Archive for April, 2011

North Tour: Gangtok: More to see than foreigners

April 25, 2011

Tuesday, 22 March

NEW JALPAIGUDI TO HOWRAH: We really stand out in Sikkim.

The strong East Asian influence in much of North India grows stronger the closer you go to the Himalayas. With so much Nepalese and Chinese influence, the natives don’t look like the Indians you’ll see anywhere else on the subcontinent. Entering Sikkim was almost like entering China or Nepal. The way of life is so different than in the rest of India.

See, no one stares at us there.

The contrast of our appearance is as striking in Sikkim as it is anywhere else in India. But unlike just about every other destination to which we’ve traveled on tour, we were shown no special treatment in Sikkim, not even given separate entry fees for our white skin. In a state where Western clothes don’t stand out as much – even on women – our fashion didn’t make as much of a statement as it normally does. No one even asked us for a picture.

I’d traveled a quick ferry ride from Sri Lanka. I’d stood a stone’s throw from Pakistan. Now we were just five kilometers from China, not much further from Nepal, and the world’s largest mountain range was right there in front of us. Had I not been to Manali, I might have called Gangtok the most beautiful place I’d been in my life. As such, our day trip to a pond and mountain near the border will have to settle for a spot somewhere high on my list. With the March heat having melted most of the snow here, I’m left to wonder how it would have looked a few months earlier – no stone left uncovered in snow, the pond in the valley below covered in ice thick enough to skate on. But I’m not complaining.

There was little we could do but soak up the view. Gangtok is a beautiful place.



North Tour: Gangtok: Not your ordinary Holi-day

April 25, 2011

Tuesday, 22 March

NEW JALPAIGUDI TO HOWRAH: I’ve celebrated a lot of holidays and festivals since coming to India. You rarely have to wait a week, or even a few days, for the next one to come around. Having spent eight months in India, I have a pretty large sample size from which to choose my favorite Indian holiday.

So when I say Holi has been my favorite holiday in India, that’s saying something.

Choose the clothes you’ll wear during Holi wisely. Because there’s virtually no chance they’ll come back looking like they were before going out. In fact, if they do, double-check the country you’re in. It’s probably not India.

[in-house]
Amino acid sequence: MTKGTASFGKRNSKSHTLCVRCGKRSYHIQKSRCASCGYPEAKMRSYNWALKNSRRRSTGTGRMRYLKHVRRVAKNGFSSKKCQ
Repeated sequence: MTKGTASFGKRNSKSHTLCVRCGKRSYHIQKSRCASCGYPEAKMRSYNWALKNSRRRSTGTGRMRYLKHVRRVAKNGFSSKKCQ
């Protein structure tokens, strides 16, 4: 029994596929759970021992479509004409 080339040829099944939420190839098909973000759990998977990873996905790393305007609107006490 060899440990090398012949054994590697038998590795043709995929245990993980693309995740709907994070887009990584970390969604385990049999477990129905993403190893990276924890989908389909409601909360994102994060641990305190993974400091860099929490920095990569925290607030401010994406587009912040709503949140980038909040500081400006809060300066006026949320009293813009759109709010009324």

Why bother? Because Holi is little more than an excuse to go color other people in public.

By “color”, I mean “throw powder onto,” “spray died water onto” or “smear color onto the faces of those around you.” The dye, while not permanent, doesn’t wash out easily, and after spending two hours outside, we were left looking like various combinations of zombies, the boogeyman, and the Hulk.

As we played in the Gangtok streets, our white T-shirts stopped resembling white T-shirts. So much red, yellow, green, purple and blue was splattered on our clothes, none of their original colors remained. The 13 of us had a mutual agreement to turn each other’s clothes into epic souvenirs. Each blank spot was sought out and filled in. Each patch of uncolored skin and hair was dyed. If any one color seemed too predominant, others were sprinkled in where needed.

Thanks to several water bottles and a new kind of powder, pink became the predominant color on our shirts. Because water intensifies the Holi colors, everyone was soon saturated in hot pink. After an hour in the Gangtok streets, I was unable to distinguish our nationalities from those of the Indians nearby. Our skin colors, hair colors and exuberance in celebration left us looking so similar to the surrounding locals that even a scintillating eye couldn’t tell us apart. Franzi, a natural blonde, didn’t have a single blonde hair left when we returned to the hotel.